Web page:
Concert Review: The Orwells w/ SKATERS
Between the hours of 8 p.m. – 9 p.m. on Monday night, A&R Music Bar quickly converted from a quiet, grungy rock bar, to rabid, uncontrollable and one hell of a good time. Young acts, SKATERS and The Orwells, occupied the same venue in Columbus for the second time since 2014’s CD102.5 Day Side A. Memories from that show continue to linger, as the boys had quite the rambunctious and devious attitudes during that visit. SKATERS and The Orwells shared the venue as if it was their playground in elementary school. Orwells lead singer, Mario Cuomo, had used his microphone as a pair of nunchucks, and whipped the microphone in the air in rapid circles, livening the crowd beyond comprehension. After such a memorable show, it was a mystery to what the duo would bring to their A&R Bar show together….
8:30 p.m. – SKATERS
The energy was bursting at the seams of anticipation for SKATERS to take the stage. The limited-spaced venue was packed like sardines, attendees spilling onto the outside patio. The crowd bellowed and hollered, welcoming the young five-piece to their platform. With greasy hair, leather jackets and suspenders, the boys embodied careless rock ‘n’ roll.
Immediately into their set, heads were slamming and rock-‘n’-roll-hand-signs were punching through the air, the young crowd dancing like it was an Iggy Pop show circa 1977. SKATERS played the opening riff of “Deadbolt,” and the screaming females complimented Michael Ian Cummings on vocals.
Cumming’s leather jacket came off, as the venue’s humidity and temperament began to resemble a sauna. The show continued with tracks off their 2014 release, Manhattan, the crowd screaming and head thrusting to each and every track. Thrown among a moshing pit of twenty-something dancers, I lost myself in the punk-rock melodies of the young New York-ers.
As the set was coming to a close, I attempted to calm my racing heart and stunt my profusely active sweat glands. Without a break from their second-to-last song, I recognized a classic, angsty melody erupting from the guitarist’s amp. Cunningham begins belting the bitter lyrics to “Kiss Off,” by the Violent Femmes, serving as the catalyst for a severly out-of-control crowd. The set came to a close, with exhausted smiles from one face to the next.
After the opening band’s performance, I was curious to how the crowd was going to hold up.
9:45 – The Orwells
It’s no mystery the young men like to party — despite the fact the boys are under 21. Lead singer, Mario Cuomo, has quickly earned his legacy for his careless attitude and signature style. Cuomo’s split blonde-and-brown hair and goofy Hawaiian shirt shed light on his kooky personality, which quickly entertained the crowd post SKATERS set.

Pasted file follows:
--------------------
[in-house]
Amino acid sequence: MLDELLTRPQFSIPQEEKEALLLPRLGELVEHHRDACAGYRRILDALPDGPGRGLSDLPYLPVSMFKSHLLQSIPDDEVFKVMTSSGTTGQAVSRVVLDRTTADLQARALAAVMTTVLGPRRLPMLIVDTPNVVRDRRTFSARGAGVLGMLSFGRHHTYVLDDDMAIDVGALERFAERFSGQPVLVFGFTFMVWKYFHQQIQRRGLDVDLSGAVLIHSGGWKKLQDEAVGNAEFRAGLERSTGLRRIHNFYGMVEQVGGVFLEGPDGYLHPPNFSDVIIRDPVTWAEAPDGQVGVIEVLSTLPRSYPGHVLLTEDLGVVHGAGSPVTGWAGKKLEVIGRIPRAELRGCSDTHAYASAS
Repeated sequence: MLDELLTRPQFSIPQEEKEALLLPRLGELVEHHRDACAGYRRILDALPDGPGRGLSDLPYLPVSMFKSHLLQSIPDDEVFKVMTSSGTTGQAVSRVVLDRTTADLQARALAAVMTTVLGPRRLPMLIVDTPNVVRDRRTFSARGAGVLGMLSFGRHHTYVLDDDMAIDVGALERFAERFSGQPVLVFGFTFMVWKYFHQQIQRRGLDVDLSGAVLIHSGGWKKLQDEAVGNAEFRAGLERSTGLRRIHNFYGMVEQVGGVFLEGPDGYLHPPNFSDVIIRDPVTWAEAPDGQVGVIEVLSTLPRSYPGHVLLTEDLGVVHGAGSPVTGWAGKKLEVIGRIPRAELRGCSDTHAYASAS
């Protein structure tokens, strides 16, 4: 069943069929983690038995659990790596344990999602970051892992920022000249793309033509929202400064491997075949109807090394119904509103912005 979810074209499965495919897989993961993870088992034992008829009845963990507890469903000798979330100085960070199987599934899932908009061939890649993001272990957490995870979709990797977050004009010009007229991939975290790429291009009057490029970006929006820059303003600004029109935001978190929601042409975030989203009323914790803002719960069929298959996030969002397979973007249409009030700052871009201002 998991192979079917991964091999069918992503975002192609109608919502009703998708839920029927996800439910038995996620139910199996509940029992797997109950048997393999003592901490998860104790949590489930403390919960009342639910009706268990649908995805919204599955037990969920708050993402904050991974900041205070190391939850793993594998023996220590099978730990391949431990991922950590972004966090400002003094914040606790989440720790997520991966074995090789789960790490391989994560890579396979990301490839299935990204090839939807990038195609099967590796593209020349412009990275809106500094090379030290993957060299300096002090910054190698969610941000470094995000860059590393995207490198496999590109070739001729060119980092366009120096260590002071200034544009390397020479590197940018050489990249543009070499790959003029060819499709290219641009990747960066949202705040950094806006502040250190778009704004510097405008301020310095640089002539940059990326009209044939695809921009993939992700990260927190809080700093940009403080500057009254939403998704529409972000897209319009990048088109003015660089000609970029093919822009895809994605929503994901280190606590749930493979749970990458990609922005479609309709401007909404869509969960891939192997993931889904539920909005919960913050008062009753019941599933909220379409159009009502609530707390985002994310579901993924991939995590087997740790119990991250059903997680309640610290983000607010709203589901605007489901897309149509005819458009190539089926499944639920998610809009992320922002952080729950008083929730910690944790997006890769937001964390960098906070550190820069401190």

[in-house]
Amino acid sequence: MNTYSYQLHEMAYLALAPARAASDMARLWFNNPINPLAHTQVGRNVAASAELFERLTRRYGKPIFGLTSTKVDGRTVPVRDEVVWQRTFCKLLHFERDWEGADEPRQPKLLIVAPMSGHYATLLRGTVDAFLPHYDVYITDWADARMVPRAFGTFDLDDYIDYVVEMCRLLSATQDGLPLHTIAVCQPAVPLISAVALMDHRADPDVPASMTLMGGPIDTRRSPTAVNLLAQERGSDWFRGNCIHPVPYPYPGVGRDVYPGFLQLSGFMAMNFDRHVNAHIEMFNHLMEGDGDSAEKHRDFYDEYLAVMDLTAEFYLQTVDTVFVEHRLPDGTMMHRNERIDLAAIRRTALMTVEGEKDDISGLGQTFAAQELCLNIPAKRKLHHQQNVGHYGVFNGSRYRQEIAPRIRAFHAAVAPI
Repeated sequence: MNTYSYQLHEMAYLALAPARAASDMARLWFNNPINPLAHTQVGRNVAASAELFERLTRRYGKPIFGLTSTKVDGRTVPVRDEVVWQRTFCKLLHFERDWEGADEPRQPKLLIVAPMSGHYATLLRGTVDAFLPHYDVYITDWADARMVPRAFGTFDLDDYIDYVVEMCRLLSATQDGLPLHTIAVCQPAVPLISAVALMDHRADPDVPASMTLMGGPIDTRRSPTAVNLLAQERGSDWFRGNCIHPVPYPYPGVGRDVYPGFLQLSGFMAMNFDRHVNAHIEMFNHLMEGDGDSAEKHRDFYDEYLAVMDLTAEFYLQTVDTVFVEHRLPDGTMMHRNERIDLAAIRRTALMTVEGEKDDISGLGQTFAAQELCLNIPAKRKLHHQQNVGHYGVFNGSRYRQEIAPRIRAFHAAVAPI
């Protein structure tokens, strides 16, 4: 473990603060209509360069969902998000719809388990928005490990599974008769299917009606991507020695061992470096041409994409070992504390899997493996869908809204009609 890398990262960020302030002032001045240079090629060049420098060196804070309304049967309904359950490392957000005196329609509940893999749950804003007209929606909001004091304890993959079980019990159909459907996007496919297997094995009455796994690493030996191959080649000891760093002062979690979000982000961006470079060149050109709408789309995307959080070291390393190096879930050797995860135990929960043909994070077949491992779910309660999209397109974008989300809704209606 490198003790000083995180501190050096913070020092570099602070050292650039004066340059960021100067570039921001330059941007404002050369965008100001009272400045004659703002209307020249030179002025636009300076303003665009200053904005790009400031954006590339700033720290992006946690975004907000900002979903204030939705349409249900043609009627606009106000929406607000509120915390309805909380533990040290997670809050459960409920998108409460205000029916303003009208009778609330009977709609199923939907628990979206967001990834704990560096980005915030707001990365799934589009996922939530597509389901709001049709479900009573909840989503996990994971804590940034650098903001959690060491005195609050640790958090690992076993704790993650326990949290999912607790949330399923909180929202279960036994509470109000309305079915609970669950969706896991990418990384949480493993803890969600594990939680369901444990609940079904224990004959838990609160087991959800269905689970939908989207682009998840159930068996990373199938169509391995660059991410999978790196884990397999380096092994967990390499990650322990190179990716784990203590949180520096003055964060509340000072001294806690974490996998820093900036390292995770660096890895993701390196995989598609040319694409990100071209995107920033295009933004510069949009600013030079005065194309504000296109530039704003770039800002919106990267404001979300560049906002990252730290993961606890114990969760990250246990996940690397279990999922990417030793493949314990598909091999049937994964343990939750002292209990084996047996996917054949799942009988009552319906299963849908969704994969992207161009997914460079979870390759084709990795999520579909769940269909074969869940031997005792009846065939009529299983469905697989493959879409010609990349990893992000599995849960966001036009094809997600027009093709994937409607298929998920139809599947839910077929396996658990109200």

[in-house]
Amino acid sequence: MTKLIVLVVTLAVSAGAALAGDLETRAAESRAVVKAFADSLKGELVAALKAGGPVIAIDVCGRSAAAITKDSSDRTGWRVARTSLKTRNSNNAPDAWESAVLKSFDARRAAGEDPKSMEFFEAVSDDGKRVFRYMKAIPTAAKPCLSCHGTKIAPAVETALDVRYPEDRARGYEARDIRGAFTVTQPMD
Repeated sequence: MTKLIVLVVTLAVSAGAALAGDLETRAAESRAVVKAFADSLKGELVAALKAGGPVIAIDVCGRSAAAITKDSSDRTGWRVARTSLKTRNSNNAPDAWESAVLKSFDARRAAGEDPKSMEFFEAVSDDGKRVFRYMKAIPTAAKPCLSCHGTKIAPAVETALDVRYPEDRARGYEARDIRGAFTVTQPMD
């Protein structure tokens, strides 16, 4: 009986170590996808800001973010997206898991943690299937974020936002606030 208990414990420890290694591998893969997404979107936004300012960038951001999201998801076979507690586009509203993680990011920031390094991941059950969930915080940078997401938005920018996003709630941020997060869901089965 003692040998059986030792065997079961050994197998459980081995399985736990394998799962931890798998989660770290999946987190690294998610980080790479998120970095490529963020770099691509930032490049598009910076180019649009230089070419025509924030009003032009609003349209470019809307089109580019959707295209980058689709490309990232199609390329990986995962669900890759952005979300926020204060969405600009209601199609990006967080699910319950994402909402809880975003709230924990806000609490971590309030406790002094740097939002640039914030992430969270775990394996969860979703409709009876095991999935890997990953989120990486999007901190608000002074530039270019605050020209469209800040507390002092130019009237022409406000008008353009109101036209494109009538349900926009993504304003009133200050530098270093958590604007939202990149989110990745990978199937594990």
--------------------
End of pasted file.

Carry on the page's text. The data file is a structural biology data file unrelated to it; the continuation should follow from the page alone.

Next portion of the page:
Cuomo welcomed the audience with his screaming, belting vocals, amp-ing the crowd for what would be a physically exhausting show. As the security guards began floating around, the crowd surfing began, and the mosh pit gained intensity after each and every track. With verbal banter between each song, Cuomo and his four bandmates were thrilled to be in Columbus, and didn’t cease to mention the memories of their last visit — getting kicked out of the LC. Cuomo’s continuous “Ohio” chant quickly morphed into unrecognizable mumbles, as he screamed in unison with the crowd.
The Orwells made way through their 2014 release, Disgraceland, and the crowd continued to enable Cuomo in his fearless behavior. After countless mosh-pitters made way through the crowd, multiple band members plummeted into the sea of hands, letting the crowd surf them for as long as we could keep them afloat. The band’s energy and quality of sound only continued to increase throughout the set, leaving the crowd desperate for more and more and more. Complimentary to SKATERS, The Orwells decided to close the evening with a cover, and chose the loudest, most guitar heavy song they could muster– “Cheap Bear” by Fidlar.
Fidlar fans are fans of The Orwells and Orwells fans are fans of SKATERS. It’s a brotherhood we cannot understand, but we can choose to be a part of.
Well, the crowd had been bitten with a bug, and there was nothing to be done as The Orwells finished their encore with utmost intensity. “I drink cheap beer, so what, fuck you,” was chanted what seemed hundreds of times, and the pit resembled a WWE wrestling match.
After two incredibly energetic, loud, and garage/punk rock performances, the crowd couldn’t have been more pleased, and the bands looked as if they had enjoyed themselves and Columbus equally as much.